Child Trends Report Details States’ Use of Increased Federal Child Care Funding
The Child Care and Development Block Grant (CCDBG) program provides federal funds to low-income families to help them afford high-quality child care. In 2014, a bipartisan reauthorization of the CCDBG Act made significant changes to improve the overall quality of care. Recognizing the need for further financial investments in order for states to meet the new quality and safety standards, Congress passed a bipartisan funding bill for fiscal year 2018 which increased the discretionary funding for CCDBG by $2.37 billion – almost doubling the previous year’s funding level. This week, Child Trends released a report that outlines how states have used, or plan to use, the increase in federal funding in order to meet the requirements of the 2014 reauthorization and improve the overall quality of child care.
The report found that more than half of states plan to serve more children as a result of the new funding and more providers will receive reimbursements that more closely match the actual cost of caring for children. More specifically states have, or plan to: increase payment rates for providers (44 states and jurisdictions), implement quality and safety standards (38 states and jurisdictions), and expand access to child care assistance (30 states and jurisdictions).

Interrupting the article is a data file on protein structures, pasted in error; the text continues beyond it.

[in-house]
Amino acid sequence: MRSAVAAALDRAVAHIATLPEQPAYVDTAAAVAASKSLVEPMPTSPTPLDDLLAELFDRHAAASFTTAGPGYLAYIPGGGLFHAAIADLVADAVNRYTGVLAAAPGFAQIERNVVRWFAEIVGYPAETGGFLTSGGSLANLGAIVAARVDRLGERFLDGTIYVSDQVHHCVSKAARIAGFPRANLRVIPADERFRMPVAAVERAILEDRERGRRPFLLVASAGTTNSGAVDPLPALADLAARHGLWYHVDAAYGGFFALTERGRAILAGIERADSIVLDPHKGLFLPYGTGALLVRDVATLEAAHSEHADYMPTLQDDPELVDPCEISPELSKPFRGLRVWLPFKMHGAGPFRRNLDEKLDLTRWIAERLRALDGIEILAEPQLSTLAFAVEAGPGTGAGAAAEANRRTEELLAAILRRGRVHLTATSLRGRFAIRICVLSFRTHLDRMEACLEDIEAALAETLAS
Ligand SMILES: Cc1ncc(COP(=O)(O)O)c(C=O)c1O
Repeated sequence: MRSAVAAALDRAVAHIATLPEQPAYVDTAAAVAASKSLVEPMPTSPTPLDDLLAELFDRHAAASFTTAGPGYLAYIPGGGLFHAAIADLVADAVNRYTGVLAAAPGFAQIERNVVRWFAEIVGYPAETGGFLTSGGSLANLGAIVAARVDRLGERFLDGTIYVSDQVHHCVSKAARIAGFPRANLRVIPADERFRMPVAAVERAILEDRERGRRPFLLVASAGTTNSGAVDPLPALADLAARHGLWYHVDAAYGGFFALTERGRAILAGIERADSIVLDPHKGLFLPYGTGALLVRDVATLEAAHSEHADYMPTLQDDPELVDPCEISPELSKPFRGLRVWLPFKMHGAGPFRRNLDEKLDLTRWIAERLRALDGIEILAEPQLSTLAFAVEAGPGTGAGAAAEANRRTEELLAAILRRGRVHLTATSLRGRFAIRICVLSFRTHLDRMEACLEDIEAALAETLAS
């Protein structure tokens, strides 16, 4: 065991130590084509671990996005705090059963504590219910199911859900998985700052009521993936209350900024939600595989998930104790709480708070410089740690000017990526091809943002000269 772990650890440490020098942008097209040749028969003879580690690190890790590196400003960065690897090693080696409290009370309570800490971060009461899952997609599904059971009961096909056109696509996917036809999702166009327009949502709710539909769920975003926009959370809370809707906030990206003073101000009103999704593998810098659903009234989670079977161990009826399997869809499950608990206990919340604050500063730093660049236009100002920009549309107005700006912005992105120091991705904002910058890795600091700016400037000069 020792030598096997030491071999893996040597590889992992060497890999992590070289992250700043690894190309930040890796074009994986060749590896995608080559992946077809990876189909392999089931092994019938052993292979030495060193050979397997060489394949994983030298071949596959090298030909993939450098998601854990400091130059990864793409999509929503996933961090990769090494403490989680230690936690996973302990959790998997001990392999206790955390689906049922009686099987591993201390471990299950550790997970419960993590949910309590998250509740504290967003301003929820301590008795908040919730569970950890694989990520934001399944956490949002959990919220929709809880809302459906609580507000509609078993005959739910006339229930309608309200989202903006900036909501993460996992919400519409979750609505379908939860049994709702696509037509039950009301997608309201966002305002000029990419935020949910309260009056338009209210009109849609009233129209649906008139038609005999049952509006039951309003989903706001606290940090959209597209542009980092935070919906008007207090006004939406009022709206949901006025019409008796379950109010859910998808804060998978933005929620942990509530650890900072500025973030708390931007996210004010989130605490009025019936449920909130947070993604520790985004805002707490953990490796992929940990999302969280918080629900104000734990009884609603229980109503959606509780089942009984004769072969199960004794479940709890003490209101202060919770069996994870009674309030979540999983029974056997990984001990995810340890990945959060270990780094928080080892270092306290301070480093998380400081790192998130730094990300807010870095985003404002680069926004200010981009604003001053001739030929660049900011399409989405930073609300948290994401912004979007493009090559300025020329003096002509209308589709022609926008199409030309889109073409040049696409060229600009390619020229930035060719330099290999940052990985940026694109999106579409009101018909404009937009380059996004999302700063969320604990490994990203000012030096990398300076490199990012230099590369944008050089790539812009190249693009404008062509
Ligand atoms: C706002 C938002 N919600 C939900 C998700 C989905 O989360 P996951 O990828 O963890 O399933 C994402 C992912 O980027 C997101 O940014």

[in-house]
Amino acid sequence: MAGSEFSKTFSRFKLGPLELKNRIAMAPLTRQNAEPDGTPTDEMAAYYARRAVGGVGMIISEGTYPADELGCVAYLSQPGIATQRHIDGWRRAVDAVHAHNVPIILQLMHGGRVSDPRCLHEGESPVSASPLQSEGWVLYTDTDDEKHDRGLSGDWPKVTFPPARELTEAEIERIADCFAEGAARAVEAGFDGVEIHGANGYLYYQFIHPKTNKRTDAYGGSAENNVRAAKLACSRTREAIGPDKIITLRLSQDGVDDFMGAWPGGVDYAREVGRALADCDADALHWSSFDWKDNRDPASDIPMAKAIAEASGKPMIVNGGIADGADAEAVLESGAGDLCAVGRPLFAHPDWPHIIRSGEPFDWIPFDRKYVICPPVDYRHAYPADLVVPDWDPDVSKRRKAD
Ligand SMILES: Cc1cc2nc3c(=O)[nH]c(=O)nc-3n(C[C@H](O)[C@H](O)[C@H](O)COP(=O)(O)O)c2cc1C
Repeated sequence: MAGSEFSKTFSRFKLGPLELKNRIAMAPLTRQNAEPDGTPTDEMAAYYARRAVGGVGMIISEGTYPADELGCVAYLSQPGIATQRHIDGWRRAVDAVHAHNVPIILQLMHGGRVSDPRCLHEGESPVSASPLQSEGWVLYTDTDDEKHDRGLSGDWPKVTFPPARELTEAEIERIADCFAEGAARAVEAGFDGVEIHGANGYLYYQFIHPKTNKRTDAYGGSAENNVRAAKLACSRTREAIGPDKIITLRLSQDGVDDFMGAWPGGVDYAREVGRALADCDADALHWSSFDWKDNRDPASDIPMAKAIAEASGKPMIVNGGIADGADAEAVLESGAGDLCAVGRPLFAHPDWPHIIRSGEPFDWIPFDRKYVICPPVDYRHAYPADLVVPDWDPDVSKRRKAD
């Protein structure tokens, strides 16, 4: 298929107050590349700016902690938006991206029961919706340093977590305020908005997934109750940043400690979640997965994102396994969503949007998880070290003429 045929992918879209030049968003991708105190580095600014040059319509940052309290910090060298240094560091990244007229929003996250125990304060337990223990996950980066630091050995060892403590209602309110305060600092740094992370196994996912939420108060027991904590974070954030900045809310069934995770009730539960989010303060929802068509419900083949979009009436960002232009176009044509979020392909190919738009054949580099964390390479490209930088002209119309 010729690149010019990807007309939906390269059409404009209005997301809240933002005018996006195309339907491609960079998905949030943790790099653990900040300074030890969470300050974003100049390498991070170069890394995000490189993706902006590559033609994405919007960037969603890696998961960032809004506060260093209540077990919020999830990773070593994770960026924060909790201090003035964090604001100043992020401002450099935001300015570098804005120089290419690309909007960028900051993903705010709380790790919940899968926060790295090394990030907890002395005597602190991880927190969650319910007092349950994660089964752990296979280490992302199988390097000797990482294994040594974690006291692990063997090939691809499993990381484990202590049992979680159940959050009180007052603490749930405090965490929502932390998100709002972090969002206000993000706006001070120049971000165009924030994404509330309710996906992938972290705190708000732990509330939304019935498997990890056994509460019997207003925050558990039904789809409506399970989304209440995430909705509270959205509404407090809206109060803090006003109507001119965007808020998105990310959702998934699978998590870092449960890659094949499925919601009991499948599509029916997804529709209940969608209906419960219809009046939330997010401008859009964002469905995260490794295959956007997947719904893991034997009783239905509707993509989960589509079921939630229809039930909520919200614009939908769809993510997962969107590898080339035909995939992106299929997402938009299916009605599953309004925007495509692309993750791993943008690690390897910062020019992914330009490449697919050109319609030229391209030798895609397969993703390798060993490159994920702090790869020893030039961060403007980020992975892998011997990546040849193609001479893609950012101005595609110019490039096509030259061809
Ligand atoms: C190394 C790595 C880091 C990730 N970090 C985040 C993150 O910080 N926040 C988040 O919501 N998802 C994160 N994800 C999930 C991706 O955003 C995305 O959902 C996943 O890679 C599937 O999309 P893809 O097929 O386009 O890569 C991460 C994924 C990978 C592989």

Child Trends also surveyed states and jurisdictions to understand which of the quality and safety standards the increased federal funds were supporting. The most common responses were: to conduct background checks (23 states and jurisdictions), reduce the amount that parents paid out of pocket (copayments) (11 states and jurisdictions), and provide pre-service health and safety training for all providers who receive subsidies (10 states and jurisdictions). These responses show the continued efforts by states to ensure that children are in high-quality care that working parents can afford.
In addition to gathering data on how states were utilizing funding, Child Trends also outlined two persistent challenges for states. A majority of states and jurisdictions reported that they would need additional funds to fully implement background checks and raise payment rates to the 75th percentile of the market rates.
Child Trends’ report confirms the importance of federal investments in state child care systems. While challenges with background checks and parent copayment remain, the increased federal funds have empowered states to implement health, safety, and quality standards with fidelity.
To see state specific data and read Child Trends’ full report click here.